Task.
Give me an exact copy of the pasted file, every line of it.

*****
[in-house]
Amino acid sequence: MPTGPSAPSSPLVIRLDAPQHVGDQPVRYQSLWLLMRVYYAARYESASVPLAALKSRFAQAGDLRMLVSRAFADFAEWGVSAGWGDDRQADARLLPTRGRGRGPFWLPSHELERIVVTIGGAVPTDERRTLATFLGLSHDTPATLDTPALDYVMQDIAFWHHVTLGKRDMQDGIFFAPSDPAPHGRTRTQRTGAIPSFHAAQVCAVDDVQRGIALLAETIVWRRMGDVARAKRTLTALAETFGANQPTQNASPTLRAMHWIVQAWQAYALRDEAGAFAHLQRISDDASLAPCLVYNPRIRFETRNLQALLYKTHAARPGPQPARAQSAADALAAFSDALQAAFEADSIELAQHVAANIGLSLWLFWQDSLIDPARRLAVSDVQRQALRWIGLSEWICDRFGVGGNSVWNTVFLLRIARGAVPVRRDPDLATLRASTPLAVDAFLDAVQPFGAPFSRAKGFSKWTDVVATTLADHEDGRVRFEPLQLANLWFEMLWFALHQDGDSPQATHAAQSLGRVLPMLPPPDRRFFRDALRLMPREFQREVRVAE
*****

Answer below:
[in-house]
Amino acid sequence: MPTGPSAPSSPLVIRLDAPQHVGDQPVRYQSLWLLMRVYYAARYESASVPLAALKSRFAQAGDLRMLVSRAFADFAEWGVSAGWGDDRQADARLLPTRGRGRGPFWLPSHELERIVVTIGGAVPTDERRTLATFLGLSHDTPATLDTPALDYVMQDIAFWHHVTLGKRDMQDGIFFAPSDPAPHGRTRTQRTGAIPSFHAAQVCAVDDVQRGIALLAETIVWRRMGDVARAKRTLTALAETFGANQPTQNASPTLRAMHWIVQAWQAYALRDEAGAFAHLQRISDDASLAPCLVYNPRIRFETRNLQALLYKTHAARPGPQPARAQSAADALAAFSDALQAAFEADSIELAQHVAANIGLSLWLFWQDSLIDPARRLAVSDVQRQALRWIGLSEWICDRFGVGGNSVWNTVFLLRIARGAVPVRRDPDLATLRASTPLAVDAFLDAVQPFGAPFSRAKGFSKWTDVVATTLADHEDGRVRFEPLQLANLWFEMLWFALHQDGDSPQATHAAQSLGRVLPMLPPPDRRFFRDALRLMPREFQREVRVAE